When you ask people about going on a holiday to Turkey, most of them probably think of exploring the vibrant capital Istanbul or lounging on the beaches by the popular Turquoise Coast resorts. However, Cappadocia in central Turkey is well worth a visit.
This stunning region is renowned for its natural beauty, and has even been classified as a UNESCO World Heritage Site. This recognition isn’t just down to its breathtaking scenery, but also the various historical sites that have been discovered in the area.
Cappadocia’s natural attractions We’ll start by taking a look at what makes Cappadocia’s landscape so unusual. The Goreme Valley, which is the best place to get a feel for the stunning scenery, is made up of soft rock, which has been eroded by the elements over the course of hundreds of years to create the rock hills, pinnacles, cones and cliffs that you’ll find here today.
The geology is truly fascinating - ancient volcanic eruptions blanketed the whole region in a thick layer of ash and other material, which eventually solidified into a predominantly soft rock. The hard parts of its composition are what’s left in today’s rock formations, with the rest having been worn away.
However, the reason why Cappadocia is so special is down to how humans have shaped the landscape over the centuries, with people carving out a vast network of caverns and tunnels in the soft rock of the hills to create what’s best described as a honeycomb of habitations, many of which you can still explore today.
As you can probably imagine, the area is a wonderful place for hiking and there are numerous trails you can follow to really get a good overview of Cappadocia and all its attractions. Companies like Explore Worldwide offer trips dedicated to uncovering some of the region’s secrets and best-known sites.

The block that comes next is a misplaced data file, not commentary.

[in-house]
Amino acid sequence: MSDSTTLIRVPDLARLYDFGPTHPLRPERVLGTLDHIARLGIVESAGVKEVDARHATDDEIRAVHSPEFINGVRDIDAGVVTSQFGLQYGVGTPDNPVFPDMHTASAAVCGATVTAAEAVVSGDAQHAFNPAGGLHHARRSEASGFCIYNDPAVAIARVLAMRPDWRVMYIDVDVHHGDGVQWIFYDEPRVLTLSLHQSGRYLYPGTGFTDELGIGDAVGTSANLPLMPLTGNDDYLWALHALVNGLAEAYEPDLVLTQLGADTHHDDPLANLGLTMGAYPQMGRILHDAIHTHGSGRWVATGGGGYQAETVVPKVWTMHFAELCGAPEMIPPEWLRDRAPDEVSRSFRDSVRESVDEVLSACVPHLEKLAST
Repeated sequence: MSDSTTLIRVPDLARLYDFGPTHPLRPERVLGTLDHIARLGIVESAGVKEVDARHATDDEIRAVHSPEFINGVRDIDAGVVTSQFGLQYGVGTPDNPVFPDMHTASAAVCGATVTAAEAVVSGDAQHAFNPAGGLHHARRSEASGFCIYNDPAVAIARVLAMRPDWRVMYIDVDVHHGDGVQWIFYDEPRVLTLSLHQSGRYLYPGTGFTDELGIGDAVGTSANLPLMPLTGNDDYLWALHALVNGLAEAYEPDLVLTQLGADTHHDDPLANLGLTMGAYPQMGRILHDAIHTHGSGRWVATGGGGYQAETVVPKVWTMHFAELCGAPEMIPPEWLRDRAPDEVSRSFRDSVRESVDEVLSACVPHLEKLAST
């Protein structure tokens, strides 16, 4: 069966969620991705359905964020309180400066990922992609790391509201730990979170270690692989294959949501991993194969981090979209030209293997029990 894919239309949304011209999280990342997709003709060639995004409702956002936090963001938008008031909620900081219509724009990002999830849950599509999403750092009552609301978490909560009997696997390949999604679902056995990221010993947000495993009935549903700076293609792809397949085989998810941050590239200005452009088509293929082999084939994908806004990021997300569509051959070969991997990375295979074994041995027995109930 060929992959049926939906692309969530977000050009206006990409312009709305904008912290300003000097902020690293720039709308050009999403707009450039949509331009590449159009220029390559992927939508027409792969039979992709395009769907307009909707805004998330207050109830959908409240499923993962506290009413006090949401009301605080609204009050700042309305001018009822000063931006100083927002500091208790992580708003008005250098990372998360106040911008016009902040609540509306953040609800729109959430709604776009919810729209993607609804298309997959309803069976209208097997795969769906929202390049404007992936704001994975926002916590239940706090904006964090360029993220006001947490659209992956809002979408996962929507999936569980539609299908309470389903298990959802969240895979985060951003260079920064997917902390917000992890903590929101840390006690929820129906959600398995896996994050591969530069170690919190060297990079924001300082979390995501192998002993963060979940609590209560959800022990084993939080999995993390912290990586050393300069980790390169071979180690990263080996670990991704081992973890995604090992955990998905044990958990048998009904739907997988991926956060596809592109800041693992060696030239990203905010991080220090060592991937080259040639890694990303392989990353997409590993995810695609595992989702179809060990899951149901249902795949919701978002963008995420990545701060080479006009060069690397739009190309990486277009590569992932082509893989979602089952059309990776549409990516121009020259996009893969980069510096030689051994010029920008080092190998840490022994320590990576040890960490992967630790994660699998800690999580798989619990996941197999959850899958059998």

The history of Cappadocia What will undoubtedly blow you away on a trip to Cappadocia is the elaborate cave dwellings that have been carved by hand and added to over the centuries. These are much more than simple homes, though, with shrines, churches, stables and convents among the places created.
In some cases, there were subterranean villages that were completely hidden underground, with homes up to eight storeys below the surface of the earth. This is truly remarkable and exploring these winding tunnels and ancient dwellings will certainly be unlike anything you’ve ever done before.
As well as the caverns themselves, there are many beautiful frescoes painted on the walls. In the early days of Christianity, this part of Turkey became something of a refuge for monks, nuns, priests and the other faithful who were displaced. There are incredible examples of Byzantine artwork hidden within these subterranean places of worship, some of which date back as far as the 4th century.
Work is constantly ongoing to preserve these rare paintings, not to mention the chapels and churches they are part of. You can learn about this preservation work, along with finding out other nuggets of information about Cappadocia and its fascinating past, at one of the many museums that have been established in these troglodyte dwellings.
The Goreme Open Air Museum is also worth a visit, and within its boundaries you can admire rock-cut churches and fairy chimneys - it’s a magical place to wander around.